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Paying your credit cards on time to avoid late fees and interest is a breeze. But you can also increase your creditworthiness and reduce the interest burden by paying your credit card bill even earlier, possibly weekly, as this is your daily balance that will affect the calculation. Keep the following in mind when deciding if your card’s weekly payout is the right move for you.
Why paying early can save you money
Credit scoring models like FICO and VantageScore score higher if you only use a small portion of your available credit. This measurement of how much credit you are using is known as Use of creditwhich is 30% of your total credit score. Typically, the closer you are to 1% of total credit used, the better it is for your credit score (0% may indicate dormant, underutilized, which is why 1% credit utilization is considered ideal).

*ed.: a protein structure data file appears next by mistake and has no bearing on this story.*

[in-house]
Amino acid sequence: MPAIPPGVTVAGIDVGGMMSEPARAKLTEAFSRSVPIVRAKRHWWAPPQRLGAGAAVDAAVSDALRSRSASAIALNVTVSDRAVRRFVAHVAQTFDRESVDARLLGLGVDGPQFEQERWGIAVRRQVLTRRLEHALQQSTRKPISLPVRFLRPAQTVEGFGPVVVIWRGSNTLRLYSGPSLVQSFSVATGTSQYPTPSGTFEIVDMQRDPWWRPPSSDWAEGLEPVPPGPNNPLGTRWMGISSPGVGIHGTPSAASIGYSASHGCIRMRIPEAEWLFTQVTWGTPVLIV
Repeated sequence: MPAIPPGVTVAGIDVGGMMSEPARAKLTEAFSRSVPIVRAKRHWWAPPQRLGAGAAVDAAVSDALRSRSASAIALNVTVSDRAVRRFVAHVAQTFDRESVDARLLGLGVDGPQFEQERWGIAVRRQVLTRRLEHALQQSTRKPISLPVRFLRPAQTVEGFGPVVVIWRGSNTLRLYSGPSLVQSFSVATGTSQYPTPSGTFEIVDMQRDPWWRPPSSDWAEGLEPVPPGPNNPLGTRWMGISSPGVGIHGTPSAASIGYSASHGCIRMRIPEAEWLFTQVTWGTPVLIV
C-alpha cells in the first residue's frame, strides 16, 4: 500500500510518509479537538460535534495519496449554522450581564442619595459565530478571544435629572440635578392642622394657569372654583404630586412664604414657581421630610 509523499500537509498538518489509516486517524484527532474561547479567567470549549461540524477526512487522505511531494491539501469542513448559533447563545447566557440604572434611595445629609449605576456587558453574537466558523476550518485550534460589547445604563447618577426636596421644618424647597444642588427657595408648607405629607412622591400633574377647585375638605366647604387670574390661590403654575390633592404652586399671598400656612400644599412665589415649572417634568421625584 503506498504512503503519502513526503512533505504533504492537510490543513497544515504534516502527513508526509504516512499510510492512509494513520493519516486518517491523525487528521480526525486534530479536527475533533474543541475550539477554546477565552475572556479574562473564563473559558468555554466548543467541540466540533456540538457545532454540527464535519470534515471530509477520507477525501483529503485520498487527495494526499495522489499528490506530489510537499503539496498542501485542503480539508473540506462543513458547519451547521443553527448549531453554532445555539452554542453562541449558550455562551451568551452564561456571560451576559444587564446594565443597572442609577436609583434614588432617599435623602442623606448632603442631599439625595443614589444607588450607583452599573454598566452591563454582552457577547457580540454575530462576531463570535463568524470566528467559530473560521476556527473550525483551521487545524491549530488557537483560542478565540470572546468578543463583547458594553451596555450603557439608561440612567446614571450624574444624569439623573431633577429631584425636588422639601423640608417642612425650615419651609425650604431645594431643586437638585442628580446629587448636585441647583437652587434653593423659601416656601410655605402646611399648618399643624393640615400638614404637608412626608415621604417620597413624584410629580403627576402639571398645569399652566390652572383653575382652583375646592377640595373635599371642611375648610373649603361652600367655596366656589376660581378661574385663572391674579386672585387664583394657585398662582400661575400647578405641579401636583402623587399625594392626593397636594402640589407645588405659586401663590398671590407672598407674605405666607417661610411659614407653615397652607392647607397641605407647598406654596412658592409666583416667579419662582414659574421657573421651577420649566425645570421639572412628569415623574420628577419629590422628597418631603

There’s a catch, however: the due date on your credit card bill only tells you that the billing cycle is over, not necessarily when your current balance is reported to the credit bureaus. For example, let’s say you paid out $ 3,100 on a $ 10,000 limit card for a due date on the 30th of the month, but your card reports your credit utilization on September 15th: you would be charged for a 31% credit utilization , even though you technically pay your bill on time. If, on the other hand, you have paid off your credit card weekly, your usage rate is always relatively low.
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Paying early also reduces interest rates
Paying early can also help you lower interest rates if you have an outstanding balance each month, as the interest you are charged for each billing cycle is based on your average daily balance.
For example, for a card that charges 15% interest, a lump sum payment of $ 500 against a balance of $ 1,000 paid on the last day of your billing cycle results in an average daily balance of $ 983, which translates to $ 12.29 monthly interest . However, if you paid off the balance in the middle of the billing cycle, the average daily amount is $ 750, which will cost you $ 9.38 in interest.
$ 3 isn’t much, but it’s a monthly fee that you don’t have to pay if you can afford to pay more frequently within your billing cycle. Plus, every dollar counts when you’re struggling to pay off debts.